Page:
Four Truck Drivers in Running for 25th Goodyear Highway Hero



    AKRON, Ohio, Feb. 11 /CNW/ -- As finalists for Goodyear's 25th annual
North America Highway Hero Award, two professional truck drivers dove into
chilly, murky waters to pull victims to safety in separate incidents; a
Canadian driver made a lightning-quick decision and paid the ultimate price to
save others; and a New Mexico driver rescued a pregnant woman from a brutal
attack after she was run over by her boyfriend's truck.
    
    (Logo: http://www.newscom.com/cgi-bin/prnh/20050204/GTLOGO )
    
    Rick Tower, of Yreka, Calif.; Richard Filiczkowski, of Bountiful, Utah;
the late David Glenn Virgoe, of Innisfil, Ontario; and Ronnie D. Greene, of
Regina, N.M., were named finalists today for trucking's most prestigious award
for heroism.
    "Each year, we are amazed by truck drivers from the United States and
Canada, who put their lives on the line to help others. On this 25th
anniversary of the Goodyear Highway Hero program, we truly are in awe of these
brave men and women who travel our highways," said Steve McClellan, vice
president for commercial tire systems for The Goodyear Tire & Rubber Company.
    "This year, we are honoring one driver posthumously, and our thoughts and
prayers go out to his family as well as those of the victims who lost their
lives on North American roads and highways. Time and again, truck drivers have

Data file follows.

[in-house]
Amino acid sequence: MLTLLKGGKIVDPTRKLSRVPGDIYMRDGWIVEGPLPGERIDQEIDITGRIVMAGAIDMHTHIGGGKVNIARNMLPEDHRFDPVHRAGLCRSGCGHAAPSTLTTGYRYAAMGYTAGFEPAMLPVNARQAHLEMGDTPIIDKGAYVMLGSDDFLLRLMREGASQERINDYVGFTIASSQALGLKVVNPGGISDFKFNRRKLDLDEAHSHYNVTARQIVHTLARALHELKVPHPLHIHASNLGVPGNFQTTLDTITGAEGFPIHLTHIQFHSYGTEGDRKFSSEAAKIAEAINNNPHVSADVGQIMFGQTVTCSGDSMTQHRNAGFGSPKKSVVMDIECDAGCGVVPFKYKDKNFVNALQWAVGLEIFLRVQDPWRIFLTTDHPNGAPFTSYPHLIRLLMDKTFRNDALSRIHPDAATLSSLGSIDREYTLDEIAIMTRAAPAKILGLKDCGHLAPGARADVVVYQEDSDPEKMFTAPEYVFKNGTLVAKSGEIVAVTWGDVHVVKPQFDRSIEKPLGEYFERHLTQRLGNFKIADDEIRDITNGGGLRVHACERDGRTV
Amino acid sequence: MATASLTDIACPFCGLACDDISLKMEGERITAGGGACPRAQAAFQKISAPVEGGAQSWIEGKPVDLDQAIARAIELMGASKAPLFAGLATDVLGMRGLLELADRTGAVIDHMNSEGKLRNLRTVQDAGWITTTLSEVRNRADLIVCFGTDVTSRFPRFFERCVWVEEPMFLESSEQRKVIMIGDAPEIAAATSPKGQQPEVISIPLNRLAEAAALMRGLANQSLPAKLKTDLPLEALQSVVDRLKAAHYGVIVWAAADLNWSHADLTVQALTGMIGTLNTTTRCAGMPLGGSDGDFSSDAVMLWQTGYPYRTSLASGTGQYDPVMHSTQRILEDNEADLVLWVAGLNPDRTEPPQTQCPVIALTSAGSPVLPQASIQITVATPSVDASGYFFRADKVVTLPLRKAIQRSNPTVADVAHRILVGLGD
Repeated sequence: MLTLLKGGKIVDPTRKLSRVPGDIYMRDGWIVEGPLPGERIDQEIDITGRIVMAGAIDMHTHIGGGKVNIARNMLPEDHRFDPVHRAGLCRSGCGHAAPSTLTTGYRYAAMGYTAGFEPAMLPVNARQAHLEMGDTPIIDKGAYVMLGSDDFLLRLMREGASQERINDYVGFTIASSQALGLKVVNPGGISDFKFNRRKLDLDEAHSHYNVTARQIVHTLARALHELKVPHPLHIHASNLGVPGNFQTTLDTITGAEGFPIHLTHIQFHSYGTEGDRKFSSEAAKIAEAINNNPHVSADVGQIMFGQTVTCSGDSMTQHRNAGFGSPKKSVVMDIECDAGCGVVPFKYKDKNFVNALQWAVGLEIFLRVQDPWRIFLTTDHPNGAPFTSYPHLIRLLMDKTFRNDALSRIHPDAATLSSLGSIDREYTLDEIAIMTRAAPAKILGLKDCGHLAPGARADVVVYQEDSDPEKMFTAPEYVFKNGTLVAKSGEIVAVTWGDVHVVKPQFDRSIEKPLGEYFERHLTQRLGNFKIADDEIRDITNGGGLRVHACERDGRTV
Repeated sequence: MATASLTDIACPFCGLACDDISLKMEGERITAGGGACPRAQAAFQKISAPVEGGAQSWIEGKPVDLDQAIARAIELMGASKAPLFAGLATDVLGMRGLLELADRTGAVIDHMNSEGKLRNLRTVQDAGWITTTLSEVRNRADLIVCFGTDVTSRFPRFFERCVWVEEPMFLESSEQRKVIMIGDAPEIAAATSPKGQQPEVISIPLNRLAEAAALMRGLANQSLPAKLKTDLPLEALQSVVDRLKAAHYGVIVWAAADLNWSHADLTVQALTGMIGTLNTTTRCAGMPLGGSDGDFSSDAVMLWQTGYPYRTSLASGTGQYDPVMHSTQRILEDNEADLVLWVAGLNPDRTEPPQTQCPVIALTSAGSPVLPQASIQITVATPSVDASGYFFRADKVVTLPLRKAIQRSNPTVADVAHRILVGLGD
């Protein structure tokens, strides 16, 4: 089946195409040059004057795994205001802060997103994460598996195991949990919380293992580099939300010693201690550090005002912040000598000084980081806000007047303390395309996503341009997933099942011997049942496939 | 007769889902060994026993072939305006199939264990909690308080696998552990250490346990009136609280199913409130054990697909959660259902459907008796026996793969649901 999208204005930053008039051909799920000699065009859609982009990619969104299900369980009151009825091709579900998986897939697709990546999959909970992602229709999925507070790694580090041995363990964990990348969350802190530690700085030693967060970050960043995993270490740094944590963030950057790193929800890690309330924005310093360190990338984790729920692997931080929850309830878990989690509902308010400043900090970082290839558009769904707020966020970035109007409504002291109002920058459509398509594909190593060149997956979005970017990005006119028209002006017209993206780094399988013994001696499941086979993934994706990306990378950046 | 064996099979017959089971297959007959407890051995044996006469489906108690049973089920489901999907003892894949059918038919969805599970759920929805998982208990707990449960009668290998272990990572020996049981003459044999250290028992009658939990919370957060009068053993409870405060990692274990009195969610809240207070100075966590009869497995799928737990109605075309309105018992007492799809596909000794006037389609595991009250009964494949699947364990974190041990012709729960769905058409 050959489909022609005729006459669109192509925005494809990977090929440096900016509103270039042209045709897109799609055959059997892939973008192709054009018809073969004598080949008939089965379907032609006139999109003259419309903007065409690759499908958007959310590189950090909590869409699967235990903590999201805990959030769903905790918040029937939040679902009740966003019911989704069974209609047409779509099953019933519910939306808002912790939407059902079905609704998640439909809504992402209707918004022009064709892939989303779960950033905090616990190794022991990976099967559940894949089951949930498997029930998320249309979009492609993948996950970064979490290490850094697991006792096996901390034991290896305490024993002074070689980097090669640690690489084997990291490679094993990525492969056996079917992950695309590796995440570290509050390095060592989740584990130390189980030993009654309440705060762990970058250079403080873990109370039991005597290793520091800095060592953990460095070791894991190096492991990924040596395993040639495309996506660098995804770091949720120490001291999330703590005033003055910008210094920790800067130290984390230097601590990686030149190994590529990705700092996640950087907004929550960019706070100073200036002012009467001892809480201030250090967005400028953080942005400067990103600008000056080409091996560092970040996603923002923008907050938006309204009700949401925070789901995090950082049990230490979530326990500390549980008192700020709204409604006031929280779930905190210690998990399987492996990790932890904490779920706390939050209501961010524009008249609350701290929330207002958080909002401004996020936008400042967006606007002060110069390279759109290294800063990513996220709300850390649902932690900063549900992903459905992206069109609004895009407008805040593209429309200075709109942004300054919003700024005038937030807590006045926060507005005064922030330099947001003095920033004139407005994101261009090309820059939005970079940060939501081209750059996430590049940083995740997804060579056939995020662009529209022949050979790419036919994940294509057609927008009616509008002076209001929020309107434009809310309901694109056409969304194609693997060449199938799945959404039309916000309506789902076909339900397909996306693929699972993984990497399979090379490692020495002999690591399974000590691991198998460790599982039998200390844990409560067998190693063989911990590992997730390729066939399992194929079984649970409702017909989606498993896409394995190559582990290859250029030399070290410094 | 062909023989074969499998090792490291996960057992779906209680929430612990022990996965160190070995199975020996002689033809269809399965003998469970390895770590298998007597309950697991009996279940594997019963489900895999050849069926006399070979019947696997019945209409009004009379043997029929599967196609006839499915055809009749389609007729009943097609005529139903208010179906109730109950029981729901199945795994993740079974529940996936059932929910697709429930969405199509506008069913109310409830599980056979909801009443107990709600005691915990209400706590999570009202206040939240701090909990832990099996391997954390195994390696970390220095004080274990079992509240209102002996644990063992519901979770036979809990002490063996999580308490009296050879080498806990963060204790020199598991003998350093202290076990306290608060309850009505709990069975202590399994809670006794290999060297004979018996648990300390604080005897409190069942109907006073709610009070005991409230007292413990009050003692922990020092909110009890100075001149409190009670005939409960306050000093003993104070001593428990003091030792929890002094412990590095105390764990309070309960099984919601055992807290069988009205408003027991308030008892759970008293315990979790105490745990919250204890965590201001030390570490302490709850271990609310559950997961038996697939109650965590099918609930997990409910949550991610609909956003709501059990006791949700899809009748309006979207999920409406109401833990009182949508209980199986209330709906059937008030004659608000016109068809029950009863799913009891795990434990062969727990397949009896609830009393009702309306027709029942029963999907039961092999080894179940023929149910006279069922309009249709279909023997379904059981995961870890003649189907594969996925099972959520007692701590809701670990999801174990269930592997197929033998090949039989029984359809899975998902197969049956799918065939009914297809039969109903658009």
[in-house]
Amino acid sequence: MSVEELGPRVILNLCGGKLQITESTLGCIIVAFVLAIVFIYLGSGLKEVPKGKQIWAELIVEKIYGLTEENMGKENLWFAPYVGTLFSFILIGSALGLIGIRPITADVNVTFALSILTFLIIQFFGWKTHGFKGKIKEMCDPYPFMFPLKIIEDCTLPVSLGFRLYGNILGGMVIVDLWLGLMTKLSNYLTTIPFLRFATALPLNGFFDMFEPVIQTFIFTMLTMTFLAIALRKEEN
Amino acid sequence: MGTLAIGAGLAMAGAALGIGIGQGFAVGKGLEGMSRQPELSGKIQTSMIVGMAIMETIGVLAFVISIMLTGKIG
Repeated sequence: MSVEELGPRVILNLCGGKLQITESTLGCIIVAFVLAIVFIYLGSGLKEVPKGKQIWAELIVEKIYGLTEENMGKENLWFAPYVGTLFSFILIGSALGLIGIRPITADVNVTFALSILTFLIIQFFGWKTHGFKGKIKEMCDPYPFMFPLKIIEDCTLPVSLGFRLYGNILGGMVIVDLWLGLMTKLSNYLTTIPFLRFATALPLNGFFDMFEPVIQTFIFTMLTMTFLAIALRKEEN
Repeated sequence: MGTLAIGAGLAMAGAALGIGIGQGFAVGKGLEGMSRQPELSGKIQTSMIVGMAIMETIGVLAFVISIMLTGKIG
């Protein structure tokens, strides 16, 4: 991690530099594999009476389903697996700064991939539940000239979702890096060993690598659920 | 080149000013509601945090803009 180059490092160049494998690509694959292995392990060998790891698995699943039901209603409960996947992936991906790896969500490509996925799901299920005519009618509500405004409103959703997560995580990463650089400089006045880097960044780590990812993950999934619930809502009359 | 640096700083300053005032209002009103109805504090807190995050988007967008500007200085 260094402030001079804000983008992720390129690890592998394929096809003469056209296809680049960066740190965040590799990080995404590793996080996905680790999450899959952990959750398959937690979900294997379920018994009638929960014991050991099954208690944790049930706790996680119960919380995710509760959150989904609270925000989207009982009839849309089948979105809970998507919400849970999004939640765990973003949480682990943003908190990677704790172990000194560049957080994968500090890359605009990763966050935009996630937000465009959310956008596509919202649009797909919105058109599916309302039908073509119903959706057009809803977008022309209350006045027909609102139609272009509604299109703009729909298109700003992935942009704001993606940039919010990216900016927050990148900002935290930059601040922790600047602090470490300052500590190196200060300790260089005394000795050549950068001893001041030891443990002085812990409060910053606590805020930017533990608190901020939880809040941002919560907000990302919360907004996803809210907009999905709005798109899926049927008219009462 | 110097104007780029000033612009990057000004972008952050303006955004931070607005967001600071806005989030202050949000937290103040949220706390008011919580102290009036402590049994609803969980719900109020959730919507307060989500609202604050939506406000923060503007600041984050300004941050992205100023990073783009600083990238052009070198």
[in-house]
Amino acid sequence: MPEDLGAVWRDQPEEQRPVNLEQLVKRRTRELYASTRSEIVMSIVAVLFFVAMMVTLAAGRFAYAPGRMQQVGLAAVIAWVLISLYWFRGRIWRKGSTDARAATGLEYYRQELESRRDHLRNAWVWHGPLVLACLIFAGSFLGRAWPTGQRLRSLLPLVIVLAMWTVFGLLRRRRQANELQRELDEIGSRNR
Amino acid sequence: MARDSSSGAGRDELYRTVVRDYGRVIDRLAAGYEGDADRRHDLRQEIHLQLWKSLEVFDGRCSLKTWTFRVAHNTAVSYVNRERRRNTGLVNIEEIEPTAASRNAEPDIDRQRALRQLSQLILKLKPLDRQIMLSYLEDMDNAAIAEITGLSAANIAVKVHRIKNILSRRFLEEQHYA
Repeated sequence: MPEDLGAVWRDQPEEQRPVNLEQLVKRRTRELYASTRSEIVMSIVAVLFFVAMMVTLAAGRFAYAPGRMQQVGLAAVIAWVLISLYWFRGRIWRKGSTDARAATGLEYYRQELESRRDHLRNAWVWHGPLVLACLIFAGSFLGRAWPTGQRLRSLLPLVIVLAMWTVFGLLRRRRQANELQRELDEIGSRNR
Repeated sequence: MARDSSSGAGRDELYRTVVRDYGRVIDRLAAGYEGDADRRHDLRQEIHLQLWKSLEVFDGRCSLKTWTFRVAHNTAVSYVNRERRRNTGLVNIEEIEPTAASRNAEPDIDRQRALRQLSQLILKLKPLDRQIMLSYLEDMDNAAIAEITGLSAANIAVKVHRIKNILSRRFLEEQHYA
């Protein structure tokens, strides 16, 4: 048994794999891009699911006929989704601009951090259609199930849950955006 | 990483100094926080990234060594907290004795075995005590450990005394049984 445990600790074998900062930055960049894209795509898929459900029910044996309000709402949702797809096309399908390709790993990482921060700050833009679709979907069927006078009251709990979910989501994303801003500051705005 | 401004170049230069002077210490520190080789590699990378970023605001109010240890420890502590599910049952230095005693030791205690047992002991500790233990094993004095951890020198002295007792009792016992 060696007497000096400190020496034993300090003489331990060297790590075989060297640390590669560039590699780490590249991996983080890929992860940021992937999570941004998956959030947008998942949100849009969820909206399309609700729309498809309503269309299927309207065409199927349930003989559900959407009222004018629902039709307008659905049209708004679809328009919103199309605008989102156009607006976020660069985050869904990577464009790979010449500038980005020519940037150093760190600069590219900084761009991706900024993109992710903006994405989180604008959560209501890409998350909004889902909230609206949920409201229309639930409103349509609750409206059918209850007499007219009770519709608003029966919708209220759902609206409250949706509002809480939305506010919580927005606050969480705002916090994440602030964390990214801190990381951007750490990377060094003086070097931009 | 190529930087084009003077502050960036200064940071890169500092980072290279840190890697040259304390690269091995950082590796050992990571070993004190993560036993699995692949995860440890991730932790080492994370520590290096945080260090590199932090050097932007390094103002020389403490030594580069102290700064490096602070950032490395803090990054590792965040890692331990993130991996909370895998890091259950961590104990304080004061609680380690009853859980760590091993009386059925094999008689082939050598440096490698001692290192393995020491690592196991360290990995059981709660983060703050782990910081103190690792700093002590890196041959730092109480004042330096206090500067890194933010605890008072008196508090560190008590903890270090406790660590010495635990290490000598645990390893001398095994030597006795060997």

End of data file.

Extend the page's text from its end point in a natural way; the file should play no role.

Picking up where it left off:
emerged as bona fide heroes. When motorists needed help, they've stopped and
put themselves in harm's way," McClellan said.
    
    For 2007, the finalists are:
    
    Rick Tower, of Yreka, Calif., a driver for Earl Bryant Trucking, which is
based in Happy Camp, Calif. Tower, 40, was heading home on Highway 96 near
Horse Creek, Calif., on Sept. 19, 2007, when a westbound car left the roadway
and landed in the swift Klamath River.
    Tower said he jumped from his rig and yelled to a man who stopped behind
him to call for help. He ran down to the river and saw that the car was moving
downstream, so he had to act fast. He heard an 82-year-old woman screaming for
help, and he jumped into the river and swam to the car.
    Fighting a strong current, he struggled to open the car door and pull the
woman out as the water rushed into her car. She went under a few times, but
Tower was able to carry her as he swam. He was tiring quickly, but
fortunately, the man who had stopped earlier was on shore and ready to help
with a rope.